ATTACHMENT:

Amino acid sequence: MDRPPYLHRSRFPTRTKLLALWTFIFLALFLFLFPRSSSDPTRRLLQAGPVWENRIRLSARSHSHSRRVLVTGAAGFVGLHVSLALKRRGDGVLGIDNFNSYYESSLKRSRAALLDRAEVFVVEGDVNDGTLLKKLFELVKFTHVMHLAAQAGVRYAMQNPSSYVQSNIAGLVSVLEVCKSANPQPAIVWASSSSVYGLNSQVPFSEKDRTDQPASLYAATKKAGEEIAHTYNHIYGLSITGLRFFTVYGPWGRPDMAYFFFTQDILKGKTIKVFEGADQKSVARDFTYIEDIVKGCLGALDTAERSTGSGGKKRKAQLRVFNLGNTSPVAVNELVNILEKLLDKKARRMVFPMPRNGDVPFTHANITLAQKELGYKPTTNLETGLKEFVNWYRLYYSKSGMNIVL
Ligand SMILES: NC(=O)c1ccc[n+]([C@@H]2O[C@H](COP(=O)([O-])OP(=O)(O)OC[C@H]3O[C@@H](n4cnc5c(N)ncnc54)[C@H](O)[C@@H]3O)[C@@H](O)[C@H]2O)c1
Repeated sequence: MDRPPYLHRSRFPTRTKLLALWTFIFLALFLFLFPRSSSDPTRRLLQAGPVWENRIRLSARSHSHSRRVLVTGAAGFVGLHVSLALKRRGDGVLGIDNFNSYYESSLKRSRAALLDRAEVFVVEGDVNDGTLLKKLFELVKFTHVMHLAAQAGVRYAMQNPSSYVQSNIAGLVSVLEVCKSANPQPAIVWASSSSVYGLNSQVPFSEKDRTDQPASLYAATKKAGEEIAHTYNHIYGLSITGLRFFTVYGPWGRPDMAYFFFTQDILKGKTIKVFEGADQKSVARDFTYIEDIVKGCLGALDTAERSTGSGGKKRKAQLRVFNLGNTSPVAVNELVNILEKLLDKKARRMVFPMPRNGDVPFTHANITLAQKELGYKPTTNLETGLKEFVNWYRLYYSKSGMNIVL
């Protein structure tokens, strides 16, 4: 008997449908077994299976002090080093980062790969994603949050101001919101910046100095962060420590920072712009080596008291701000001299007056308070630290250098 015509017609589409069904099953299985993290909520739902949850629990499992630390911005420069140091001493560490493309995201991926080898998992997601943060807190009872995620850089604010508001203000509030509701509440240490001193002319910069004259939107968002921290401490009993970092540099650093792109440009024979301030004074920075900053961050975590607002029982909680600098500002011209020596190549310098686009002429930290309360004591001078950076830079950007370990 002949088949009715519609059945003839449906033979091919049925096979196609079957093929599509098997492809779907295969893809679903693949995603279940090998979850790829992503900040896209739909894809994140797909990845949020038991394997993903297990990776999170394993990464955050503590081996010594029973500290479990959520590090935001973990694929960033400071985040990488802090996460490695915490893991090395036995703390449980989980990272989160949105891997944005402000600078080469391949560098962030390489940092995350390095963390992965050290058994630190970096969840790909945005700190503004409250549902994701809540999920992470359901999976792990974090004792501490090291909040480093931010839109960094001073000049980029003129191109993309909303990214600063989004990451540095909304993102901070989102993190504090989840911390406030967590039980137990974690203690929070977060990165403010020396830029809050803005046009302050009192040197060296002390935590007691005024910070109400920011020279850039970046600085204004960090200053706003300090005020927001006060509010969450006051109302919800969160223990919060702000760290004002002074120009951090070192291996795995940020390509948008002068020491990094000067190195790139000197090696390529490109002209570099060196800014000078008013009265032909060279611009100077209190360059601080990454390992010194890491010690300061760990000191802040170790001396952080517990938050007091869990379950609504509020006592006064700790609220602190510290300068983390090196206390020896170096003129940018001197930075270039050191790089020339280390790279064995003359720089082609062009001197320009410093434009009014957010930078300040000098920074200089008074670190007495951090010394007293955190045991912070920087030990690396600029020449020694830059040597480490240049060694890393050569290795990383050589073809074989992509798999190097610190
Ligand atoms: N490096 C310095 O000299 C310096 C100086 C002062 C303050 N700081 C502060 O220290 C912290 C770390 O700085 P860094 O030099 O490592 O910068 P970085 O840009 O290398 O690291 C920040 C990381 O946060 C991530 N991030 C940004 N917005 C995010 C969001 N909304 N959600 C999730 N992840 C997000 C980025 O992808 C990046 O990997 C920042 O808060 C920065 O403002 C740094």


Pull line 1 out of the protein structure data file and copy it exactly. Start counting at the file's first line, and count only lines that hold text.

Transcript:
Amino acid sequence: MDRPPYLHRSRFPTRTKLLALWTFIFLALFLFLFPRSSSDPTRRLLQAGPVWENRIRLSARSHSHSRRVLVTGAAGFVGLHVSLALKRRGDGVLGIDNFNSYYESSLKRSRAALLDRAEVFVVEGDVNDGTLLKKLFELVKFTHVMHLAAQAGVRYAMQNPSSYVQSNIAGLVSVLEVCKSANPQPAIVWASSSSVYGLNSQVPFSEKDRTDQPASLYAATKKAGEEIAHTYNHIYGLSITGLRFFTVYGPWGRPDMAYFFFTQDILKGKTIKVFEGADQKSVARDFTYIEDIVKGCLGALDTAERSTGSGGKKRKAQLRVFNLGNTSPVAVNELVNILEKLLDKKARRMVFPMPRNGDVPFTHANITLAQKELGYKPTTNLETGLKEFVNWYRLYYSKSGMNIVL